In the "symbolic" language of the Old Testament as well as the New Testament, the people of God as such, composed of men and women, is "feminine" (in the sense of "receiving") in relation to God, and all together form the "body", none of the members is the head. Moreover, every creature is receptive in relation to God, every soul – as the mystics of both sexes say – is the "bride of the word of God," which must first be received so that mortal man may "bear fruit that remains."

This also applies to those members of the Church who are ordained to the priesthood. Even a priest is and remains "receiving" in relation to God, remains a member of the body of Christ. One can also say with Pope Francis that he must not forget the "Marian" dimension of Christianity, which is the first and fundamental vocation of the Church, the "Prae" before the "Petrine" vocation. Therefore, only a baptized person can be ordained, and ordination cannot replace baptism.

That a priest can "represent" the "vis-à-vis" of the church, that is, Christ as head and bridegroom, is only possible because of the sacrament of ordination. This enables him to "re-present" something he can never become. The persons in the pew, on the other hand, do not "represent" the church – at best in the sense that the whole may be present in one part – they are it by reason of their membership in the body of Christ through baptism (cf Can. 204 – § 1).

But why cannot this sacrament of representation be conferred on a woman?

A sacrament always includes institution by Christ, i.e. the linking of a visible object or operation with a new meaning and an effect guaranteed by Christ Himself. In principle, he could have ordered it differently, he could have completely foregone the sending of the apostles, or he could have left everything (and not just a lot) to later development in the believing community. But if something is to be a "sign", then it must point to the designated content in the best possible way (significance). Oil or wine have a different significance than water. At a "wedding dinner" we think of something other than a birthday party, however lavishly it might be celebrated. This aspect is not playing around with pictures, but relevant, because the sacraments are by definition "perceptible signs" for an invisible reality.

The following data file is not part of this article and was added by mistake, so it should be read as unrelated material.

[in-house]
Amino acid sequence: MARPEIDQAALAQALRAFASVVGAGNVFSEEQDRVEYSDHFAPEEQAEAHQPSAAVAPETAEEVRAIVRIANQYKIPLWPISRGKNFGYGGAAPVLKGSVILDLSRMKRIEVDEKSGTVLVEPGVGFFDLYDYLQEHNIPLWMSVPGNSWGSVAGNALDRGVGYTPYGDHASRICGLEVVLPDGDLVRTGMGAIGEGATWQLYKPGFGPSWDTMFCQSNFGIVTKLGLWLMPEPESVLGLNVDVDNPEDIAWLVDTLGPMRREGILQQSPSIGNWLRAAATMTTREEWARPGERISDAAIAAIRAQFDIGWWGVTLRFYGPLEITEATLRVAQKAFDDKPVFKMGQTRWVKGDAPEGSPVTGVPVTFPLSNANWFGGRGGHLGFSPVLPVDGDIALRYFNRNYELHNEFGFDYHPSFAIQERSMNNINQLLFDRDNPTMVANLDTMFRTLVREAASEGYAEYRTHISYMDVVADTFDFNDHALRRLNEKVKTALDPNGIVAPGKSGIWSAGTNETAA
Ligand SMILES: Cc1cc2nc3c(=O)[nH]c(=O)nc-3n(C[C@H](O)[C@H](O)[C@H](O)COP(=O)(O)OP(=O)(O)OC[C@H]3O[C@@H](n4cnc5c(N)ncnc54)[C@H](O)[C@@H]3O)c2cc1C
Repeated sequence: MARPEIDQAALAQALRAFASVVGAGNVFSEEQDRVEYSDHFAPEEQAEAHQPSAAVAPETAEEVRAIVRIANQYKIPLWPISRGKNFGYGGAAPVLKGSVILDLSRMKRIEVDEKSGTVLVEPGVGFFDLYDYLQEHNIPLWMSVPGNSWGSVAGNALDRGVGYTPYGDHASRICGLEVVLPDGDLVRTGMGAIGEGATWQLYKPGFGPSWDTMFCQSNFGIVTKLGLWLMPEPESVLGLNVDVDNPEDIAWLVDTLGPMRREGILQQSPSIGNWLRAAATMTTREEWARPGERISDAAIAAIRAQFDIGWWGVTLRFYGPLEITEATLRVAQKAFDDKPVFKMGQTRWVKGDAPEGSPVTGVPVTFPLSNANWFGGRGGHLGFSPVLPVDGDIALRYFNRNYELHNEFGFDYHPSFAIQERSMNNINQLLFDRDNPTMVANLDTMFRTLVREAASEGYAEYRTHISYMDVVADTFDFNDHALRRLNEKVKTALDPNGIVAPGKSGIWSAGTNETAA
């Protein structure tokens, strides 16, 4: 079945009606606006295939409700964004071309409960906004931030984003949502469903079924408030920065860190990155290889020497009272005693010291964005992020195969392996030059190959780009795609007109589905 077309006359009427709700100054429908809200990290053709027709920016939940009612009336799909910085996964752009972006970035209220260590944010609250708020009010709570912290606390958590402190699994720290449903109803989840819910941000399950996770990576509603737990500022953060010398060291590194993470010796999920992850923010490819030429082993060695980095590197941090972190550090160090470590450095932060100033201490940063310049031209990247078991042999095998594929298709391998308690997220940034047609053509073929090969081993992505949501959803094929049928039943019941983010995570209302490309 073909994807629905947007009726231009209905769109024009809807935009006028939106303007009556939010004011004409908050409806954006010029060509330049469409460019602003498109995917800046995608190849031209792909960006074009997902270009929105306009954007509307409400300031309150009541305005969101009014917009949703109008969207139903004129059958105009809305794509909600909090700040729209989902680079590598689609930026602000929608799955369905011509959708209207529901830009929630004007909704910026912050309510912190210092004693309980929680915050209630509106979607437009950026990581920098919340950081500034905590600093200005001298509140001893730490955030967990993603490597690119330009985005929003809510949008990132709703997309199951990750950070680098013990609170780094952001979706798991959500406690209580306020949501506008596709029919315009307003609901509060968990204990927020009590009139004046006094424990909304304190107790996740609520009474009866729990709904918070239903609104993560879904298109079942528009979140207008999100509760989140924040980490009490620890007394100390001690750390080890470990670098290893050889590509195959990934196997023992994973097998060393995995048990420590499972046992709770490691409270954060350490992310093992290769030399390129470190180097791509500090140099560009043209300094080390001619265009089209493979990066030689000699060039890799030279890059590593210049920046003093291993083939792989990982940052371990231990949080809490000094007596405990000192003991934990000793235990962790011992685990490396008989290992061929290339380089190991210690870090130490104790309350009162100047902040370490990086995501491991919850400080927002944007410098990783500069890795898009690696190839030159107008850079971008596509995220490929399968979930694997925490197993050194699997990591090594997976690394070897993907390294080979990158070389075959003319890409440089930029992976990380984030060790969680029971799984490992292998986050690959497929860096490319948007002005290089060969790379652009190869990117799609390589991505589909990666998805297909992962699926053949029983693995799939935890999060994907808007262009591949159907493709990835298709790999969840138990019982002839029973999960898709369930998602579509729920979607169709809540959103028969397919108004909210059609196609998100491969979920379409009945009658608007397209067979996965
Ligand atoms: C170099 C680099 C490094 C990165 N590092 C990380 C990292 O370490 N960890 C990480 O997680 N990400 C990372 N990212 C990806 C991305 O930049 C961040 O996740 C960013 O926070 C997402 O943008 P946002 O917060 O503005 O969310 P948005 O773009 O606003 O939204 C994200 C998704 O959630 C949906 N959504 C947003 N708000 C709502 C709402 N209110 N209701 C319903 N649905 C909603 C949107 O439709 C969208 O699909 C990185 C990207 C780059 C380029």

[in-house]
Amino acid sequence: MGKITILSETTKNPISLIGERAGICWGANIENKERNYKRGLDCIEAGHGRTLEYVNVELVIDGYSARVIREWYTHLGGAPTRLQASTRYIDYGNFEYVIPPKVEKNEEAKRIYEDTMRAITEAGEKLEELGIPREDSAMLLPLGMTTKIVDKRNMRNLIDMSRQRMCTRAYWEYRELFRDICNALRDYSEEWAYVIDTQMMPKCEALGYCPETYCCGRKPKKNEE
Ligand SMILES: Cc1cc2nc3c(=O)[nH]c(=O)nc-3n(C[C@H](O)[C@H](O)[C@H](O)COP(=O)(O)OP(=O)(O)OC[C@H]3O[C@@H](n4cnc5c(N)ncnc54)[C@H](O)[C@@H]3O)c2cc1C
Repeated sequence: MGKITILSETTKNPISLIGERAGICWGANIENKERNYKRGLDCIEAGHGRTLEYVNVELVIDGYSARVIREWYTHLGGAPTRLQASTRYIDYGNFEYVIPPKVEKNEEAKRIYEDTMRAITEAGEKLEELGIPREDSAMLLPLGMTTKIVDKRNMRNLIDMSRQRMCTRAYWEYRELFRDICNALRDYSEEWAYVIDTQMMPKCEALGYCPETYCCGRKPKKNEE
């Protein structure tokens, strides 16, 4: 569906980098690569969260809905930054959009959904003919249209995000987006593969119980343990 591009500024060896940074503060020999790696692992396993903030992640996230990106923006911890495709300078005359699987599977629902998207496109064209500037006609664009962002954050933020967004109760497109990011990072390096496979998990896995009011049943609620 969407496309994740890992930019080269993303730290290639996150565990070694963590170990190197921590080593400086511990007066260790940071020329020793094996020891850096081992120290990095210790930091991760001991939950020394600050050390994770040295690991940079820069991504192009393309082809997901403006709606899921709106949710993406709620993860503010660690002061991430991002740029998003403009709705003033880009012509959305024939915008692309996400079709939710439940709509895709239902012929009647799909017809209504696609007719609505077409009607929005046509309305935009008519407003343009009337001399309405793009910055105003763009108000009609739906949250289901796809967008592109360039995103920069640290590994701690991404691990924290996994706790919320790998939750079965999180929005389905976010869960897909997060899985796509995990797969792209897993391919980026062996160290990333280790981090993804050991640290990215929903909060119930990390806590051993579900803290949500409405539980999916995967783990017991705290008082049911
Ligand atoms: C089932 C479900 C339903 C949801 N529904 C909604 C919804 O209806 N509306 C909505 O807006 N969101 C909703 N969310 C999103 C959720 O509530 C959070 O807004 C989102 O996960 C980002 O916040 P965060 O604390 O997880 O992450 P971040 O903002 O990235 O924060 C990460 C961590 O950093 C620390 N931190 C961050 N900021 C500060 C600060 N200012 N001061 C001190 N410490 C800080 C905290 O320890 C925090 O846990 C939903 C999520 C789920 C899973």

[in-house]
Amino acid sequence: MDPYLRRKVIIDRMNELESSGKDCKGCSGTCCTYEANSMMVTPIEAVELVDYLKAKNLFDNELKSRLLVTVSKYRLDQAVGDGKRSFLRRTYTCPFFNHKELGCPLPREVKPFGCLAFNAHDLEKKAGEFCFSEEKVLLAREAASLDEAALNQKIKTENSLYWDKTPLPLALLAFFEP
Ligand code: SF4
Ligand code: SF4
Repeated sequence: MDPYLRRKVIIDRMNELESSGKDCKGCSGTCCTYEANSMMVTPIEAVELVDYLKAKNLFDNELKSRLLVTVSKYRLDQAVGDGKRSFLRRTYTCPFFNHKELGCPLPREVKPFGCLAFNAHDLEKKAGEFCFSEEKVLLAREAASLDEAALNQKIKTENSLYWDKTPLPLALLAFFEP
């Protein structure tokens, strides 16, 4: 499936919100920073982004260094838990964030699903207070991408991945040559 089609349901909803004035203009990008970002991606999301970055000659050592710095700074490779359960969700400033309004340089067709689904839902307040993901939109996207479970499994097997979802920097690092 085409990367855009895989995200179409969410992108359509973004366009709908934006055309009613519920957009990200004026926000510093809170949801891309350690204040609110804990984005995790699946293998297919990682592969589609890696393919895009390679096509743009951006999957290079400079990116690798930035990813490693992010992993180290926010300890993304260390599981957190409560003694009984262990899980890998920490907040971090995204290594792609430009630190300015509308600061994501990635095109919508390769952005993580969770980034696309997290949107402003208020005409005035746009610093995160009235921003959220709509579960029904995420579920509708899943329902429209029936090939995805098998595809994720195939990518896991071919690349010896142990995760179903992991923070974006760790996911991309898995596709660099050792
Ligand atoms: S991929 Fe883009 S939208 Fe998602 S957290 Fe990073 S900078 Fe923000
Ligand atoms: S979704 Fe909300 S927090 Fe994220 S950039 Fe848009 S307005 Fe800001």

And it seems to me very reasonable that a woman is not a significant sign for the bridegroom of the church. Likewise, a man is not a significant sign of the Church as bride. So religious women often receive a ring on the day of profession, whereas that is unusual for monks – although they both live the bridal love for Christ, they are a visible sign of it in different ways.

The reasonableness of the argument is based not only on a natural preconception – just as the sacraments are not merely religious variants of natural rites – but on the connection between the reality of creation and the historical revelation of God; One could also say that the reality of creation and its symbolism is used for the communication of salvation. Christ "interprets" creation when he establishes the sacraments. The symbols used in the Scriptures as the deposit of the self-communication of God are therefore not simply "pictures" that could be replaced as desired. Rather, they are the way the unfathomable divine mystery of Christ's love is made accessible to us. That the relationship between Yahweh and his beloved people be described as a marriage bond, that the Gospels designate Jesus as the "Bridegroom," that Paul speaks of the Bride Church (2 Cor 11: 2; Eph 5), who owes her life to the Bridegroom, or that the eschatological fulfillment, the joy without end, whose sacramental anticipation is the Eucharistic celebration, resembles a wedding feast (eg Rev 22), is not arbitrary imagery, but expresses that humanity, indeed the individual, will be wooed by God's love. Not the other way around.

That this reasoning seem strange to not a few people, because premises of thought have changed, says nothing about the truth. It could also be the premises that need testing and metanoia. The content of faith is not simply what one just finds obvious. Karl Rahner once wrote in an "open letter" (in the context of the priestly way of life): "Christianity is still a highly unfashionable thing; also in that area about which I have so long tried to write. Thank God it is. "

Greetings in Christ,

Marianne Schlosser